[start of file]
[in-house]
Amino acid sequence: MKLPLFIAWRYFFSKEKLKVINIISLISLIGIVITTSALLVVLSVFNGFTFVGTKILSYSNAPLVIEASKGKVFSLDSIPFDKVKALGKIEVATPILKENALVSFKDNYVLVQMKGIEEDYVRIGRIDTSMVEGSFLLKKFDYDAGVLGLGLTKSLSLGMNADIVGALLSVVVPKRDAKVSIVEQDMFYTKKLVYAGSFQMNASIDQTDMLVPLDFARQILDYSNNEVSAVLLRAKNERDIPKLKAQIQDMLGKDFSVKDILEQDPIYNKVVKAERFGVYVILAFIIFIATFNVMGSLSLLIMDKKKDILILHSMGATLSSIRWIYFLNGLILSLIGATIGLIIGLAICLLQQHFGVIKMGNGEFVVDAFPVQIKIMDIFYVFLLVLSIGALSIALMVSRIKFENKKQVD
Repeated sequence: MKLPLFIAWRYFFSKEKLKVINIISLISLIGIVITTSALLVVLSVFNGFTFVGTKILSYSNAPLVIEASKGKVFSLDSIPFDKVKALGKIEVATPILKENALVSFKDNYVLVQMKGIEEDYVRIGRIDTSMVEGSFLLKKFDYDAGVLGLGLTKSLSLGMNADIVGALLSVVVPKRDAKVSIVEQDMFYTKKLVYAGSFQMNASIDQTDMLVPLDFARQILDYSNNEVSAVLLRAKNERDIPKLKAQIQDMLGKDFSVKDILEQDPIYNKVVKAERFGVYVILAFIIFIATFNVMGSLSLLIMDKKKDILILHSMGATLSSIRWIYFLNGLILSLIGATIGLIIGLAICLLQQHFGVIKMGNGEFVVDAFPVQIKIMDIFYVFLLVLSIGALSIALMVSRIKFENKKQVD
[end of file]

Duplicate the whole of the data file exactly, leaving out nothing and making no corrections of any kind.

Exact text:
[in-house]
Amino acid sequence: MKLPLFIAWRYFFSKEKLKVINIISLISLIGIVITTSALLVVLSVFNGFTFVGTKILSYSNAPLVIEASKGKVFSLDSIPFDKVKALGKIEVATPILKENALVSFKDNYVLVQMKGIEEDYVRIGRIDTSMVEGSFLLKKFDYDAGVLGLGLTKSLSLGMNADIVGALLSVVVPKRDAKVSIVEQDMFYTKKLVYAGSFQMNASIDQTDMLVPLDFARQILDYSNNEVSAVLLRAKNERDIPKLKAQIQDMLGKDFSVKDILEQDPIYNKVVKAERFGVYVILAFIIFIATFNVMGSLSLLIMDKKKDILILHSMGATLSSIRWIYFLNGLILSLIGATIGLIIGLAICLLQQHFGVIKMGNGEFVVDAFPVQIKIMDIFYVFLLVLSIGALSIALMVSRIKFENKKQVD
Repeated sequence: MKLPLFIAWRYFFSKEKLKVINIISLISLIGIVITTSALLVVLSVFNGFTFVGTKILSYSNAPLVIEASKGKVFSLDSIPFDKVKALGKIEVATPILKENALVSFKDNYVLVQMKGIEEDYVRIGRIDTSMVEGSFLLKKFDYDAGVLGLGLTKSLSLGMNADIVGALLSVVVPKRDAKVSIVEQDMFYTKKLVYAGSFQMNASIDQTDMLVPLDFARQILDYSNNEVSAVLLRAKNERDIPKLKAQIQDMLGKDFSVKDILEQDPIYNKVVKAERFGVYVILAFIIFIATFNVMGSLSLLIMDKKKDILILHSMGATLSSIRWIYFLNGLILSLIGATIGLIIGLAICLLQQHFGVIKMGNGEFVVDAFPVQIKIMDIFYVFLLVLSIGALSIALMVSRIKFENKKQVD